- Photos from the eruption of Mount St. Helens 30 years ago and from Saturn at The Big Picture.
- A collection of several results of Draw Muhammad Day at the Friendly Atheist.
(Something was embedded as Flash object here. Not exactly sensible anymore.)
- Arguably the song of the week – Tim Minchin’s Pope Song (NSFW). Here in a subtitled version; see the for full lyrics below the video.
And if you’re upset about how the pope’s treated here, you better listen to the lyrics more closely…
- What? Contradictions in the bible? Is this possible?^^ See this cartoon quiz show (via ):
…then he must come with an asteroid. What else?
At least, in asteroid Apophis (is he really serious?):someone named Rolf connected Jesus’s alleged return with the
Nothing will happen in 2012. […] On the cross, Jesus not only said “Father, forgive them; for they know not what they do”, but also (and that remained secret) “A thousand years will pass and another thousand years. Then I will return. But only the father in heaven knows time and place.”
(My translation.) And those who know how to deal with the problems of time calculation would get 13 April 2029 as result – the day that Apophis will pass Earth. 2029, the new 2012? Certainly, for such a popular asteroid lends itself to such stuff. Question is only how many new 2012s will come in between – for the impatient ones…
But what use would it be to a returning Jesus to fly 18000 miles past Earth on an asteroid? Why an asteroid in the first place? Can a son of a god not afford a more presentable vessel?
Admittedly, Rolf doesn’t mean this connection in such a direct way as my illustration above:
And Jesus’s birth (for salvation of mankind) was announced by a (this?) asteroid (which the three wise men were following), and with the appearance of a (this) asteroid, he will end the existance of mankind.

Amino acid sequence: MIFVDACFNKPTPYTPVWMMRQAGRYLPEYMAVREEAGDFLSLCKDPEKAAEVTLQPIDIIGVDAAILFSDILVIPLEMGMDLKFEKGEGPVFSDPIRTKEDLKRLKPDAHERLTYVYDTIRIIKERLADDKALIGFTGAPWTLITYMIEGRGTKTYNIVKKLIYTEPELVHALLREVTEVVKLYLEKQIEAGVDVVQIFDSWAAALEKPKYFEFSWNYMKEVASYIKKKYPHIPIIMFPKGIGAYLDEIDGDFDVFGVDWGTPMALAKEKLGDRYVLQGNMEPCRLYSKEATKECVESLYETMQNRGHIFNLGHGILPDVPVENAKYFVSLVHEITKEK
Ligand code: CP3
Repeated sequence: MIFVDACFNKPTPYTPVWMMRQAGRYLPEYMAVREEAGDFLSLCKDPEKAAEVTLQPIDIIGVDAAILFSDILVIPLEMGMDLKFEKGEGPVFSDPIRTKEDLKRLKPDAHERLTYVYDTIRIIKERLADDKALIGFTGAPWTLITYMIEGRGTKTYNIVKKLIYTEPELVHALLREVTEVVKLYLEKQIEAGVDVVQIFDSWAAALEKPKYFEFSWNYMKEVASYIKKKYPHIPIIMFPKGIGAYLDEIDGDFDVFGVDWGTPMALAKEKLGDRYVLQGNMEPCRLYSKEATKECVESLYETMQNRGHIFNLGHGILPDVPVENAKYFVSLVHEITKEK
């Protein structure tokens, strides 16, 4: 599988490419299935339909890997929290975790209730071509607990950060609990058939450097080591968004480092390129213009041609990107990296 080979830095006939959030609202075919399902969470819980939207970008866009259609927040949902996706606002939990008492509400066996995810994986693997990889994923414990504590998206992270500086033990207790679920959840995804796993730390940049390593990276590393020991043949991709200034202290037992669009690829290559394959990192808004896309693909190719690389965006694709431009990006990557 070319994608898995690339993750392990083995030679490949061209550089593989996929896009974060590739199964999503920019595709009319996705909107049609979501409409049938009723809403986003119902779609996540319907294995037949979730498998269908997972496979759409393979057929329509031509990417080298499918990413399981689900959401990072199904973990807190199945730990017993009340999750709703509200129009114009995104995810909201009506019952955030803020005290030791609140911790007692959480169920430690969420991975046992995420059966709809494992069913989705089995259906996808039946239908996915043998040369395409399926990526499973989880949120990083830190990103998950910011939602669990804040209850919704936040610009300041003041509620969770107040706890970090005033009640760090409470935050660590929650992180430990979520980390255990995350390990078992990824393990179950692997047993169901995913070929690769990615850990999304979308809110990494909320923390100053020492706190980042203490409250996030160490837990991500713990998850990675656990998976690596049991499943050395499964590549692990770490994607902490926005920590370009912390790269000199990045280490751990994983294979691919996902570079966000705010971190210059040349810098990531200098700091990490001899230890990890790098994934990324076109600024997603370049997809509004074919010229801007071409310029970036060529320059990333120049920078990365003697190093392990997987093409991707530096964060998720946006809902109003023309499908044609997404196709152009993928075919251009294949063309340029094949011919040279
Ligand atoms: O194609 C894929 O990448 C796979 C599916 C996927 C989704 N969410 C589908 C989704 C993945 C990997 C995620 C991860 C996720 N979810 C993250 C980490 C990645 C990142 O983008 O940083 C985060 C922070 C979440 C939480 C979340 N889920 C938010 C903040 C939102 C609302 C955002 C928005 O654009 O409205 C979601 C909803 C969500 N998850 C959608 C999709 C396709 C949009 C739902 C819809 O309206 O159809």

In the long list of possible astronomical explanations for the star of Bethlehem in Wikipedia, there is no asteroid. (And an asteroid won’t have been moving a long time before the three first Jesus pilgrims, if you’re giving such stories any credit in the first place.) Neither does 2029 exactly fit Jesus’s year of death +2000 (“most bible historians consider 30 the most probable year of death”) nor does the date of Easter, if one wants to be exact to the day.
But do we need to be so nitpicking at all? After all, Jesus wanted to return already in the same generation as his disciples, as these tales stress multiple times. Verily I say unto you: Then the return-believers will once again, inconsequently, re-interpret the oh so true, oh so divine words of the bible for their balancing act between the time that has passed and their escapist hopes, with or without an asteroid – or they refer to “secret”, extrabiblical words right away. And at the latest, the year 3000 will be a good time to make up the next great date.
Apart from these, erm, minor things I’m wondering how someone would know this if it’s as secret as he says – and why a puny asteroid should be enough to worm the knowledge about the date out of Old Bushy-beard in the sky. Could it really be because of what Rolf adds as funnily as impudently (directly in English, by the way):
This is just the perfect conclusion of science and faith, isn´t it?
No, that’s rather a perfect and typical example of how end-of-the-world, prophecy or mysticism believers pick pieces of scientific knowledge and pocket them for themselves without any scientific reason, without any reproducible evidence.
As if science could implant any real meaning into these mythic and fairy-tale prophecies – rather the opposite. But at least this asteroid named after the Egyptian “deification of darkness and chaos” provides a nice symbol for, no offence, what probably happened to the rationalness of those who actually believe in an asteroid Jesus or a Jesus asteroid.
At any rate, those that will have ascended in 2012 have to be extremely cautious that Jesus won’t run over their feet with his asteroid…
Drawing: cimddwc.net – yeah, I scribbled that myself, obviously – licenced under CC-by-nc-sa